Nov. 1 (Bloomberg) -- Dunaden won the A$6.2 million ($6.5 million) Melbourne Cup in a photo finish from Red Cadeaux to become the second straight French stayer to take out Australia’s richest horse race.
Trained by Mikel Delzangles and ridden by Christophe Lemaire, Dunaden edged its English rival by a nose at the end of the 2-mile (3,200-meter) handicap at Flemington Racecourse to claim the A$3.6 million first prize. Lucas Cranach took third ahead of last year’s winner Americain in another photo finish.
“It’s a great honor for me, it’s incredible,” Lemaire, who arrived in Melbourne yesterday and replaced suspended rider Craig Williams, said in a televised interview. “I was a bit anxious. I knew it was very close. It’s a great, great moment.”
Dunaden followed Americain’s victory 12 months ago to become the fifth northern hemisphere-trained horse to win in 151 editions of the the so-called race that stops a nation. Americain, which started as the bookmakers’ favorite, finished fourth as overseas-trained horses took six of the top seven places.
Tabcorp Holdings Ltd., Australia’s biggest gambling company, paid A$9.10 for a winning A$1 bet and A$3.40 for a top-three place on Dunaden. Red Cadeaux paid A$14.30 for a place and Lucas Cranach returned A$4.40 for finishing third.
Dunaden joins Ireland’s Vintage Crop and Media Puzzle, Japan’s Delta Blues and Americain as the only horses trained outside Australia and New Zealand to have won the Melbourne Cup since it was first run in 1861.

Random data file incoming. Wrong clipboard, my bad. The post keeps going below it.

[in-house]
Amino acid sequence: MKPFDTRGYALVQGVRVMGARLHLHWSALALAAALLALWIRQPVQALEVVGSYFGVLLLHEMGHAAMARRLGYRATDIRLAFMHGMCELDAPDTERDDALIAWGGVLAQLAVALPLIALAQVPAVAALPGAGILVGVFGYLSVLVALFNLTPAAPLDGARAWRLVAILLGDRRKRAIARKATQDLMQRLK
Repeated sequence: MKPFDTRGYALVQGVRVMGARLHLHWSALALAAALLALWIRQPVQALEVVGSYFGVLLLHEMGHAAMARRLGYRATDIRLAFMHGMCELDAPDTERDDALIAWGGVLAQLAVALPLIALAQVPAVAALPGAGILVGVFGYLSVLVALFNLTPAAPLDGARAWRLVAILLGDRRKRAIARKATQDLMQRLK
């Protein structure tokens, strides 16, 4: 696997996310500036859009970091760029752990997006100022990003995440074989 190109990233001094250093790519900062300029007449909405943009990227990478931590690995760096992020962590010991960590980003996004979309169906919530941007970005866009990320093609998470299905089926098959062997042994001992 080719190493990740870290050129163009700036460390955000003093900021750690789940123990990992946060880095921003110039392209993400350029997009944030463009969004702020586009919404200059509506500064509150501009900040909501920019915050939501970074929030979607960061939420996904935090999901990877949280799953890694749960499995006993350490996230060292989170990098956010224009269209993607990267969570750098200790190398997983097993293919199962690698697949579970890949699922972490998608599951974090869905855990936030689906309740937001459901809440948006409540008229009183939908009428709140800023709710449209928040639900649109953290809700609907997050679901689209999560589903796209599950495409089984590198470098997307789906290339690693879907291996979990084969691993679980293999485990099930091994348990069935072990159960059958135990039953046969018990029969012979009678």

‘Dream Come True’
“It’s a dream come true,” Dunaden’s owner Sheikh Fahad al-Thani, a member of the Qatari royal family, said at the presentation ceremony. “It’s a great honor for us to have a runner in this race let alone a winner.”
Lemaire was given the ride on Dunaden late yesterday after Williams failed to gain a stay of proceedings in his appeal against a careless riding ban. A victory on Dunaden today would have made Williams the first jockey to sweep the Caulfield Cup, Cox Plate and the Melbourne Cup, the three feature races of Australia’s Spring Racing Carnival, in the same year.
Connections of Dunaden had held the ride open for Williams pending yesterday’s decision, though had also arranged for Lemaire to fly to Melbourne from Tokyo.
Lemaire and Delzangles credited Williams for his help in Dunaden’s preparations, including piloting the 6-year-old to victory in the Oct. 19 Geelong Cup, a win that secured the horse a berth in today’s race.
“I feel bad for him,” Delzangles, a former pupil of last year’s Cup-winning trainer Alain de Royer Dupre, said of Williams. “I have to thank him for everything he did for the horse before because he’s been a real gentleman.”
The Luca Cumani-trained Manighar took the lead as the 23-horse field straightened for the run to the finish line. German-bred, Australian-trained Lucas Cranach headed the race with 300 meters to go before Red Cadeaux and Dunaden reached the front inside the 150-meter mark and hit the line together.
The judge deliberated for more than 2 1/2 minutes before declaring Dunaden the winner.
“I would have preferred to have got beaten by half a length than get beaten like that,” said Michael Rodd, Red Cadeaux’s jockey. “I know I’m on a 50-1 pop but it still hurts. It’s taken a good horse to beat him.”
Manighar (fifth), Lost In The Moment (sixth) and Fox Hunt (seventh) completed the dominance of the internationally trained runners.
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